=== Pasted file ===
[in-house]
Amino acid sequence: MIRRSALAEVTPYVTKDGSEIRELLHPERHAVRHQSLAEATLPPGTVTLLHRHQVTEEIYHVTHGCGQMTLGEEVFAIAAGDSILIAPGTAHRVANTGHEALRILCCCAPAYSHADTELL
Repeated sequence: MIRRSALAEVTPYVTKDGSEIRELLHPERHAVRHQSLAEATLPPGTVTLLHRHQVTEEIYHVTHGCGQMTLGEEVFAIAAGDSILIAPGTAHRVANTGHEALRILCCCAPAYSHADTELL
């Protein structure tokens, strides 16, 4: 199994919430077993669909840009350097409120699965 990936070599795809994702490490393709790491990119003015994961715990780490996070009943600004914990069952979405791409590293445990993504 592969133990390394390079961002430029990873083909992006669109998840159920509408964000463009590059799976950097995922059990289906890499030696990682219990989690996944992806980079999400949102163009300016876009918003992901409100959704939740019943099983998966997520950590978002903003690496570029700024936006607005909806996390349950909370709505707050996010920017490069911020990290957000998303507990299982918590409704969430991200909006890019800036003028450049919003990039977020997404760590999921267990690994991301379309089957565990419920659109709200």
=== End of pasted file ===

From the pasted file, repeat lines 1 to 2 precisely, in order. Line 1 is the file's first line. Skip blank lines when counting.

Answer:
[in-house]
Amino acid sequence: MIRRSALAEVTPYVTKDGSEIRELLHPERHAVRHQSLAEATLPPGTVTLLHRHQVTEEIYHVTHGCGQMTLGEEVFAIAAGDSILIAPGTAHRVANTGHEALRILCCCAPAYSHADTELL